Former Bolivian President Evo Morales resigned November 10 following electoral unrest and an ultimatum issued by Bolivian police and armed forces. After the official tally of the Bolivian election, Morales’ opponent, Carlos Mesa, alleged fraud, sparking violent protests across the country. According to The Intercept, the Organization of American States (based in Washinton D.C.) proceeded to review the election themselves and stoked the anti-Morales protests. However, the Organization of American States has yet to offer solid evidence of any electoral manipulation. Some experts, like Bolivian scholar and anthropologist Bret Gustafson, say that the OAS playing any part in the removal of President Morales is questionable. This is due to the head of the OAS being a long-time advocate for the removal of Morales.
Upon resigning, Morales has left the country and is now residing in Mexico. On November 12, Deputy Senate Speaker Jeanine Anez, proclaimed herself the interim president of Bolivia in a session of the Bolivian Congress, the Plurinational Legislative Assembly, that failed to reach a quorum. There have been accusations that Anez and her allies seek to install a right-wing government like the current government of Brazil. However, Anez and the interim Bolivian government maintain that they are simply seeking to restore Bolivian democracy.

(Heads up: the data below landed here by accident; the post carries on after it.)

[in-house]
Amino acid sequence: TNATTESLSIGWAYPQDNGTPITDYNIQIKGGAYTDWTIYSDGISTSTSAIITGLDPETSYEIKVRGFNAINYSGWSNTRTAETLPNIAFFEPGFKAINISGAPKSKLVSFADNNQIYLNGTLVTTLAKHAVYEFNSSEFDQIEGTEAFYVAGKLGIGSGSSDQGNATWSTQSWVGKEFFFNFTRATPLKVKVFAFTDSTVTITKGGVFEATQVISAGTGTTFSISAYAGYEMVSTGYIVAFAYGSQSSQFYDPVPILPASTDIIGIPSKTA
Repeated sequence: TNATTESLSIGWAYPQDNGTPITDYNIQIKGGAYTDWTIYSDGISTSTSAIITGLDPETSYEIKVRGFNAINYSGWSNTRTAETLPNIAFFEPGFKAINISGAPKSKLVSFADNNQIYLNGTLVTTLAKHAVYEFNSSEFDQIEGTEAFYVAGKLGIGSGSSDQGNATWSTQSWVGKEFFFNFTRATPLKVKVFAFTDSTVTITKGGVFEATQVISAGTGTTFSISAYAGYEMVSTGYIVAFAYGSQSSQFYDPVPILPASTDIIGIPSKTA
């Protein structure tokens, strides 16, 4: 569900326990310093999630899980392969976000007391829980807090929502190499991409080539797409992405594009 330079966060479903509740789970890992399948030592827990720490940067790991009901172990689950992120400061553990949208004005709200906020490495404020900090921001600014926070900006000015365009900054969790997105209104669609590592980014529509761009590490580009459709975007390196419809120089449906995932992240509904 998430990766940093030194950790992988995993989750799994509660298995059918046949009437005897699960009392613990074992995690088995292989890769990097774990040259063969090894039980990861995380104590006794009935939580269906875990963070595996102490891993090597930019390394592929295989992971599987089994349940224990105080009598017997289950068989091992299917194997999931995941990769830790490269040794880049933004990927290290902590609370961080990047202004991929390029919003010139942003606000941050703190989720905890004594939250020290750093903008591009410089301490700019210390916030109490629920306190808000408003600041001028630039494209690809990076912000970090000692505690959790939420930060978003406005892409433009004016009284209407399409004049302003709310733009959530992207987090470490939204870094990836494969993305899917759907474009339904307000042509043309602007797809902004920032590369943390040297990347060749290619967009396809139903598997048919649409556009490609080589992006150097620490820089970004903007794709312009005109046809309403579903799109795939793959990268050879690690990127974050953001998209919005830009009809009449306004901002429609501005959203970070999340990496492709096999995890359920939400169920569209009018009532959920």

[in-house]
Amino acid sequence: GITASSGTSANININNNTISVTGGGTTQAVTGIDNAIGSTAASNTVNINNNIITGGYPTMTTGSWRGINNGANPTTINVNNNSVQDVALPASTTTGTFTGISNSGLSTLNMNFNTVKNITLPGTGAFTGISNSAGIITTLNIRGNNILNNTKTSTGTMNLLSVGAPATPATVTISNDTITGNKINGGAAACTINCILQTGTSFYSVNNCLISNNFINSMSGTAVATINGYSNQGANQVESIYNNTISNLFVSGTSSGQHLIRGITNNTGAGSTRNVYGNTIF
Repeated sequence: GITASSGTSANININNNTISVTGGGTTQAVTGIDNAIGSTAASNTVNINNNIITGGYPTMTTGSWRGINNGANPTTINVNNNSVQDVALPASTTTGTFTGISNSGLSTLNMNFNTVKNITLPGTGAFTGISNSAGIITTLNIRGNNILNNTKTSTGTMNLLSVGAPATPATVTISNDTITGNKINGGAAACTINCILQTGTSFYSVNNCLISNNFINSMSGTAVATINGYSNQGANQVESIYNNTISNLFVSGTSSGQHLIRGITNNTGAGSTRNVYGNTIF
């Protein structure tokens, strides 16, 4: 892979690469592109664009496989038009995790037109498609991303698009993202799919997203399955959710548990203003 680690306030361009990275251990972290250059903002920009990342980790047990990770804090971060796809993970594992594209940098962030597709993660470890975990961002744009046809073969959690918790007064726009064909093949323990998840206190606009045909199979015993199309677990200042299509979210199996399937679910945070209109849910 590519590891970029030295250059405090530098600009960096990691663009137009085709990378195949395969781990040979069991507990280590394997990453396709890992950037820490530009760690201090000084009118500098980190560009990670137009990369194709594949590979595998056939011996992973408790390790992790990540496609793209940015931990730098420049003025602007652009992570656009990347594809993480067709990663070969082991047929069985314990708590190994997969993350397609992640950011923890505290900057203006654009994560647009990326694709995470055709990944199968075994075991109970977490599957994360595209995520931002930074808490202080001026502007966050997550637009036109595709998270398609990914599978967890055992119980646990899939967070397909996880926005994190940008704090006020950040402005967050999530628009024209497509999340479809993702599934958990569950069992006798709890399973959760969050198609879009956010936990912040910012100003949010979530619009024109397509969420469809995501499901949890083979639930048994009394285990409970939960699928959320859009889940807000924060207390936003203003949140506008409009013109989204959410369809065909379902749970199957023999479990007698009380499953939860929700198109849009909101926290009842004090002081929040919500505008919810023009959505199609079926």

Many of Morales’ political allies have also resigned their positions out of fear for their lives. According to reporting by the Washington Post, among other sources, conservative vigilantes have burned down the houses of numerous Morales allies and made threats against their families. Further violence has been perpetrated at the hands of the ministers and officials that Anez has put into place. These acts have included violent reprisals against protestors, the arrest of journalists deemed to be seditious, and the exemption of police and military forces from consequences Furthermore, the Washington Post has reported that the Anez government is taking steps to completely disenfranchise Morales’ former allies and his party. These former allies may not be allowed to run for office in the future, and some ministers have been threatening to start arresting the former officials.
Despite the assurances of the Anez government, Bolivia seems to be turning into a government trying to fight its people; following the pattern recently set by Chile, Brazil, and Venezuela.
Joe Doner – Political Editor